Their eligibility for membership of this Society has never been questioned, but, as mentioned elsewhere, in 1947 the Scottish Surgical Paediatric Society arose as a more appropriate forum. At present, 10 per cent of Ordinary members are specialists from outside paediatric medicine.
An effort is made to admit shoe who wish to take an active part in the scientific proceedings and whose interests in child health disease are wide. Meanwhile, members have a duty to invite specialists from other disciplines to Society meetings.
The growth of specialisation within medical paediatrics led to the expectation of new consultant posts each confined to a single specialty. In the event few such appointments have been made, and most specialties within paediatrics are sustained by consultants with acceptable specialist training, maintaining also a continuing commitment to general paediatrics. Most of those now in training will be aiming to fulfil the criteria laid down for inclusion in the specialty register for paediatrics, with supplementary training appropriate to a special interest within paediatrics.
The effect of this on the Society is that a broad area of common clinical interest is likely to be preserved, and that its meetings will continue to allow specialist to speak intelligibly to specialist.
It is difficult now to imagine the state of regional paediatrics in Scotland at the middle of the 20th century, to recall that in most areas it was a meagre service, provided, largely for outpatient work, by a visiting consultant paediatrician from one of the main teaching hospital units, that most in-patients were in adult wards and most sick neonates remained under obstetric care. The new paediatric service, led by single-handed consultants, was set up in county towns and other populous places. From modest beginnings it has advanced remarkably with improved facilities in new general hospitals and maternity units; the consultant staff structure, at least, has become more appropriate to clinical and educational needs. The training of specialist registrars through a rotation of posts , includes district hospitals. The Society has an interest in these centres where many of its members are employed, and provide teaching, training and examining functions, essential to the national paediatric interest.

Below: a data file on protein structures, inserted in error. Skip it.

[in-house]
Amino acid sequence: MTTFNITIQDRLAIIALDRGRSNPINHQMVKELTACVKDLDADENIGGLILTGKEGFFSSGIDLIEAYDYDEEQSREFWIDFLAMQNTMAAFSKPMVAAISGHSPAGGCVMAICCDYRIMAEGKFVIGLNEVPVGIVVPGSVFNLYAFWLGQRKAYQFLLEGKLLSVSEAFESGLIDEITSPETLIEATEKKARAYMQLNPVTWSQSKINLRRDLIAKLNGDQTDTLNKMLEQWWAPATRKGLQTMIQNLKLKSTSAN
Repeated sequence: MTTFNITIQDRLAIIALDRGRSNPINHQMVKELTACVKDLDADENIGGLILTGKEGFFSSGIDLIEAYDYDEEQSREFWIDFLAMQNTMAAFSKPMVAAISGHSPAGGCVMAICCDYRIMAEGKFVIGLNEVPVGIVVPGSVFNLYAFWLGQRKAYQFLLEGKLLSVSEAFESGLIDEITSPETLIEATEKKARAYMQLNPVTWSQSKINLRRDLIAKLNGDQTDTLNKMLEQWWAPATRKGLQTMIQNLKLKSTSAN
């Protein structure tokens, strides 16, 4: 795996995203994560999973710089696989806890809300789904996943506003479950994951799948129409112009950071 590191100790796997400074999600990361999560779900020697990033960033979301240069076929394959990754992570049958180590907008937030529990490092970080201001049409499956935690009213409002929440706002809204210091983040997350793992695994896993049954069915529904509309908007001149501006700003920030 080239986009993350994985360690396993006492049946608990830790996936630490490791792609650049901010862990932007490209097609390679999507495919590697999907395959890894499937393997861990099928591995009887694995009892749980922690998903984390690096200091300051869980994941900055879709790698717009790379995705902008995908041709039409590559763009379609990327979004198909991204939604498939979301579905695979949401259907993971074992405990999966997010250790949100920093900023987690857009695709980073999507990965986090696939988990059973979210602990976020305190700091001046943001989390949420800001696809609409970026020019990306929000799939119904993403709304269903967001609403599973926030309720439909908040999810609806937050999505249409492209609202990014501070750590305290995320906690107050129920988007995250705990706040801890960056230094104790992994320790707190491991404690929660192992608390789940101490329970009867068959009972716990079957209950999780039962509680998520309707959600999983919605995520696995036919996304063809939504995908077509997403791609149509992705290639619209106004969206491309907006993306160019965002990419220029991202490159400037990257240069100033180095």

Through times of momentous change, the Society has retained its function and its distinctive character. Its objectives remain the advancement of knowledge in Child Health and Paediatrics, and the promotion of friendship among paediatricians in Scotland. Through the work of individual members, it is active in the setting and maintenance of high academic and professional standards in paediatrics within the framework of the practice of medicine. In adheres to the policy agreed by members of avoiding political activity, even on issues where opinions are strongly held; members have alternative channels through which to make their views known.
The Society throughout its history has had a total of only 364 members. Its membership since 1947 has consisted of consultants, senior registrars, others in equivalent grades, with the recent addition of specialist registrars and some staff grade paediatricians, all holding posts in Scotland.
The total number of members has risen from 62 to 209 in 35 years, and of Ordinary Members from 51 to 172. For practical reasons the Presidential term of office has been reduced to one year, which by coincidence comes closer to the Constitution of 1922 which found no place for a President, but merely for a chairman of each meeting.
The Minutes, published formerly in the Archives of the Disease in Childhood, now in the European Journal of Pediatrics, testify to the high standard of research communications at winter and summer scientific meetings, and to the wide range of clinical presentations.
Hearty discussion on the interpretation of clinical signs has long been replaced by the measured appraisal of courses of action based on diagnostic precision. Clear and succinct presentation owes much to the excellence of medical illustration, which has been instrumental also in sparing patients from a personal appearance, to embarrassed silence followed by embarrassed applause.